Telephoned materialize on stage there November 28th w/ DJs Co-op and Hunnicutt.

Grady returns on November 19th.

And finally, according to the Winnipeg Folk Fest's twitter page, if you head down to the store and purchase a ticket to the Owen Pallett concert, they'll throw in a free copy of his Polaris-nominated disc, Heartland. Better go post-haste!

Show goes down at the Garrick on October 28th.


In The Flesh...Japandroids @ The Pyramid Cabaret

>> Monday, 4 October 2010

Sunday night shows that start late must be tough on a band. Surely, they're cognizant that the majority of fans have work or school bright and early the next morning, and, if they do not immediately make an impact and engage their audience, clock watching will occur. And, slowly, people will trickle out.

Last night, Japandroids were well aware of this, cheerfully reminding the 150+ male-dominated population at the Pyramid that they too have to get up early and start the long trek to their next show.

Their message: Forget tomorrow. Rock out with us now.

Of course, when your live show is as loud, dynamic, and tempestuous as these two-man garage-rockers consistently is, it’s a pretty easy message for fans to grasp. Speeding their way through most of their catalogue to-date, guitarist Brian King and drummer David Prowse brought an enviable energy and undeniable presence to the stage, a liveliness happily mirrored by the crowd. The mass shout-a-longs during the appropriately anthemic “The Boys are Leaving Town” and the propulsive, melodic “Sovereignty” were ear-splitting highlights.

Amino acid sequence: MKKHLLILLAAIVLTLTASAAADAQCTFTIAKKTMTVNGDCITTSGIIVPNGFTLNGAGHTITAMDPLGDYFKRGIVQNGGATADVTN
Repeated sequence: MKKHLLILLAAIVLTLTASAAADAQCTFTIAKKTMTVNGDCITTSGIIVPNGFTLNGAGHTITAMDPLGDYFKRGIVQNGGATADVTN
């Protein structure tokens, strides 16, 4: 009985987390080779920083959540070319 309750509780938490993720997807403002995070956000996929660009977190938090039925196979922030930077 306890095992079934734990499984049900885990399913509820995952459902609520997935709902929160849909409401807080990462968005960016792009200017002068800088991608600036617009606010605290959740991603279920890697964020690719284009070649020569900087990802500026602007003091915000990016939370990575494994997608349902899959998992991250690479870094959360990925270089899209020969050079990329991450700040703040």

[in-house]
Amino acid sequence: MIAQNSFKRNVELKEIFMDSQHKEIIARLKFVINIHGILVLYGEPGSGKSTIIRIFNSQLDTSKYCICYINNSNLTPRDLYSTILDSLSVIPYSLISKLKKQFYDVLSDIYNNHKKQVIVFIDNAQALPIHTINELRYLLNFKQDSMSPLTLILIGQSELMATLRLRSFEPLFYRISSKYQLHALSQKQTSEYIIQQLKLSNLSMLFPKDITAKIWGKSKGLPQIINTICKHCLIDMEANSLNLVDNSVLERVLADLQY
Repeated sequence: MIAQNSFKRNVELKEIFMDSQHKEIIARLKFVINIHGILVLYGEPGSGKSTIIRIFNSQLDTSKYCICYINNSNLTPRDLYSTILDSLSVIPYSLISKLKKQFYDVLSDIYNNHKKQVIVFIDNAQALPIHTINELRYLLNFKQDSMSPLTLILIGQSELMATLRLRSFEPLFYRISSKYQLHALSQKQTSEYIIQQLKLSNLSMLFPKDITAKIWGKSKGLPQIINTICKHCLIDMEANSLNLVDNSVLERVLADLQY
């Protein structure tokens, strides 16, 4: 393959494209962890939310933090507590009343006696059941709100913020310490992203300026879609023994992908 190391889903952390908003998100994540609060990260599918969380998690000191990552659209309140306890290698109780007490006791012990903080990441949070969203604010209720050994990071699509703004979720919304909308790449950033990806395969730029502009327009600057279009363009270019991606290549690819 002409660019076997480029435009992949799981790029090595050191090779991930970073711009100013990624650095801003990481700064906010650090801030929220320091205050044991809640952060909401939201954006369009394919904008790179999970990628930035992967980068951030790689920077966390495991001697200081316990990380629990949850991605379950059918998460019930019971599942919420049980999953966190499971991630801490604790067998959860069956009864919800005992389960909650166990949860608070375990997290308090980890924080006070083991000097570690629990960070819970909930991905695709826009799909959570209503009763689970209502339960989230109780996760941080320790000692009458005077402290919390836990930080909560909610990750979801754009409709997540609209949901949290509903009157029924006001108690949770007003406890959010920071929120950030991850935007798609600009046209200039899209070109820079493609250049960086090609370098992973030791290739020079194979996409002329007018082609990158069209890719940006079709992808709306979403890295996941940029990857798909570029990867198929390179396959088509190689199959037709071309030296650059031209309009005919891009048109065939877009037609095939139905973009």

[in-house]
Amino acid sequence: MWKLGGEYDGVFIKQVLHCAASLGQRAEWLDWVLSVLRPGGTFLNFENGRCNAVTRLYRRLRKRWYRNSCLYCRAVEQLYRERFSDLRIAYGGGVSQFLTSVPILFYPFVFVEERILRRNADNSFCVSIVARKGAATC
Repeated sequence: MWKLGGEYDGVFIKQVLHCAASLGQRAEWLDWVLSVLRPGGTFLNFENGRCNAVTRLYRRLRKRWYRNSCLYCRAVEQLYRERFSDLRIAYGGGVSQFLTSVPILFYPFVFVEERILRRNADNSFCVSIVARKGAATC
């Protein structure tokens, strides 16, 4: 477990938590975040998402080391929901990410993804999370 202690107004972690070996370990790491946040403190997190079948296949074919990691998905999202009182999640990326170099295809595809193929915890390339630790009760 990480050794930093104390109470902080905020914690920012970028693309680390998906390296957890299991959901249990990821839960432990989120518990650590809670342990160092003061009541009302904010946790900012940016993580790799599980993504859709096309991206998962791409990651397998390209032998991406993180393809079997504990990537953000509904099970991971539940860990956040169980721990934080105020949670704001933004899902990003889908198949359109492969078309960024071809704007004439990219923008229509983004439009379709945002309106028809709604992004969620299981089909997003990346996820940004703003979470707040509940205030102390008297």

The energy of the place did wane from time to time, however, and some involuntarily yawns were spotted toward the end; but, that’s not a knock on Japandroids ferocious live show. After all, it was approaching 1 on a Sunday night…


In Photos...Hey Rosetta w/ Rich Aucoin @ The Pyramid

>> Sunday, 3 October 2010

Hey Rosetta w/ Rich Aucoin (and Hot Hot Heat)
The Pyramid
Winnipeg, MB
October 3, 2010

Senior PoS Photographer Daniel Camaclang took in the triple bill at the Pyramid last night and sent along some photos he snapped during the show; unfortunately for all of us, his camera died before Hot Hot Heat graced the stage.

It happens.

Note about the first photo: Aucoin is under the parachute, performing a song.

Rich Aucoin

Hey Rosetta!